Sexual Abuse Q&A with Bloomsburg University

Dr. David Soltz

Dr. David SoltzGiven recent events at Penn State, we felt it might be helpful to talk with Bloomsburg University officials to discuss the policies and procedures related to sexual abuse on campus.  President Soltz issued a statement several days after the events at Penn State transpired which encouraged those in the university community to alert authorities about potential sexual abuse that may be occurring on campus.  However, we wanted to dig a little deeper in order to discuss what training and procedures are in place behind the scenes and what the requirements for reporting are for university police.  In addition, given that 1 in 4 women and 1 in 6 men are sexual abuse victims, we wanted to find out what types of resources Bloomsburg University provides for those impacted by sexual abuse.

We read your statement about defining the process for reporting potential sexual abuse cases, with people encouraged to go directly to university police.  What compelled you to make the statement?

With the recent headlines, this was a good time to review BU’s current policy as well as remind the campus community of the proper protocol.

You encourage anyone in the university to notify campus police if they have reason to believe there is abuse going on.  That is fantastic, but on the other side, what are you telling campus police? Are there training or sensitivity programs going on there to help them deal with any potential cases?  Are they equipped to respond?

BU takes a team approach in addressing cases of sexual abuse / sexual harassment. Our campus police are part of that team. Within the last three weeks, the team attended a training session on this topic. Additionally, BU hosted a two-day workshop on how to conduct investigations involving sexual assault/sexual harassment cases. The university also consults with PASSHE (Pennsylvania State System of Higher Education) legal counsel on a regular basis to ensure we are handling cases of this nature in an appropriate manner.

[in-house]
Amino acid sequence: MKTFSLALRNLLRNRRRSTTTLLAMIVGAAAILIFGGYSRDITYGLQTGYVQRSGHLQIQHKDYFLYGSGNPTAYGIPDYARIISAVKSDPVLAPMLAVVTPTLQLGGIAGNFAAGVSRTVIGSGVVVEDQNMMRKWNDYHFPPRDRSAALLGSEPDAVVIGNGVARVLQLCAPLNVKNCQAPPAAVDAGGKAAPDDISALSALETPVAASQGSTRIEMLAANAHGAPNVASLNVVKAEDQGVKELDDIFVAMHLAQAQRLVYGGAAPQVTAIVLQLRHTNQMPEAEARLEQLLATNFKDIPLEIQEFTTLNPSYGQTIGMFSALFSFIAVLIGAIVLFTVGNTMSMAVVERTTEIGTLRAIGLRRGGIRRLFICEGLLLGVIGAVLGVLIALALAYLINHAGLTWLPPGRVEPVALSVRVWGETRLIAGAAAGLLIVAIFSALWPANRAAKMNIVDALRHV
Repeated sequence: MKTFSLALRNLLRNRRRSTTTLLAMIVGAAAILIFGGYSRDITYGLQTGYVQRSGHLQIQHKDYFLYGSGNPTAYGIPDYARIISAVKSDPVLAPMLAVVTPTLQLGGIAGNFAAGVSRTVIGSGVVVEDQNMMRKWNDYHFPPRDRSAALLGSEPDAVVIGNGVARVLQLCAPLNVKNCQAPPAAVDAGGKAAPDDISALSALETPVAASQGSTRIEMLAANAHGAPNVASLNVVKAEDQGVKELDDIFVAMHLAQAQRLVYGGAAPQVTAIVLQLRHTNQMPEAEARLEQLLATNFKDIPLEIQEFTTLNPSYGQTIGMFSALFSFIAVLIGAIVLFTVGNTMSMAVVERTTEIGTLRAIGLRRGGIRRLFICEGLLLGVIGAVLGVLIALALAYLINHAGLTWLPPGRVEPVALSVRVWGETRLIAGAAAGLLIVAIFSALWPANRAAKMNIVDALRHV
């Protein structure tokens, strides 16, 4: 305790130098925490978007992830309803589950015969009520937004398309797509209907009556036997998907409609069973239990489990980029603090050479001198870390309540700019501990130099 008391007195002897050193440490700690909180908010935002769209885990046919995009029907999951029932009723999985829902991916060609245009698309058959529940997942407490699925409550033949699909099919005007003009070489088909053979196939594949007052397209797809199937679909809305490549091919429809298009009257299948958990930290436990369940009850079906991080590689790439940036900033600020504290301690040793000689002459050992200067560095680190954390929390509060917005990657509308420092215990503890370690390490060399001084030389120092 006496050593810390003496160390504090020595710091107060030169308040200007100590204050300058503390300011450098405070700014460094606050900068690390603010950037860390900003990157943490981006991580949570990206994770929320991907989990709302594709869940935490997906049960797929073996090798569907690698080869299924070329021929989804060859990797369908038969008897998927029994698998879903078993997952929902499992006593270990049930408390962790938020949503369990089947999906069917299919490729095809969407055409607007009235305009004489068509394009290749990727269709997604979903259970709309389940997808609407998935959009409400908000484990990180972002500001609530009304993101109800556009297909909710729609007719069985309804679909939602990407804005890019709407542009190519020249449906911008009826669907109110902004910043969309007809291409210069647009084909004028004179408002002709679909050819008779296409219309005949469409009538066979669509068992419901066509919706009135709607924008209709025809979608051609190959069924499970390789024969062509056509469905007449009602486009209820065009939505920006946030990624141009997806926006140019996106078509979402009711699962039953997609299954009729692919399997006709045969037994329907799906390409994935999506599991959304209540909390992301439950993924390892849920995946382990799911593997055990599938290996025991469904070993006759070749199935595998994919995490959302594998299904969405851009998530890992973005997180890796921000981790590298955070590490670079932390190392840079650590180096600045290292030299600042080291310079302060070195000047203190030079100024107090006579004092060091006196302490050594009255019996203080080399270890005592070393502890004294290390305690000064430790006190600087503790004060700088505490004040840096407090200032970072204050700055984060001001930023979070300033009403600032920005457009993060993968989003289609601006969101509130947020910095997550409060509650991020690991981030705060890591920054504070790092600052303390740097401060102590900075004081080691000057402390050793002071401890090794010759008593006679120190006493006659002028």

With regard to campus police, what is their reporting role/process to town or state police?  If a case of abuse is brought forward, are they legally obligated to share that information?

If a crime is reported on campus, it is in the jurisdiction of Bloomsburg University Safety and Police Department. BU Police will investigate, consult with the DA and file charges. Like our counterparts, Bloomsburg Town Police, we submit a unified crime report monthly to the State Police.

Clearly in the case of Jerry Sandusky, people were potentially incredulous — when faced with rumors and potential incidents –because he was thought to be such a good, upstanding person who had such high standing. And with 1 in 4 women and 1 in 6 men sexually abused at some point in their life, this is probably going on in every town and on every campus across the country.  How do we convey to the university community that anyone can be a victim and anyone can be a perpetrator?

There’s information on the University Web site regarding sexual assault/sexual harassment. (http://www.bloomu.edu/Title_IX) Educational information is emailed and posted around campus detailing how to report allegations of sexual assault / sexual abuse. (http://www.bloomu.edu/wrc)

What resources do you have on campus for sexual abuse victims?

In addition to the BU Police, the team includes representatives from the Office of Social Equity, Women’s Resource Center, University Counseling Services, Residence Life and the Office of Student Standards. When an incident is reported, the Title IX coordinator is obligated to coordinate services with all of the offices involved. This ensures our police are notified and involved immediately. Additionally, if a student is harmed, residence life and the counseling services are on hand to provide support and resources. It’s important to note the Women’s Resource Center is readily available to assist any individual who has been a victim of sexual assault or abuse.

Title IX of the Education Amendments of 1972 prohibits discrimination based on gender in educational programs which receive federal financial assistance. Programs and activities which may be included are: academic programs, admissions, athletics, employment and recruitment, financial aid and university housing.

Title IX clearly prohibits sexual harassment which includes sexual assault and violence.

Leave a Reply

Your email address will not be published. Required fields are marked *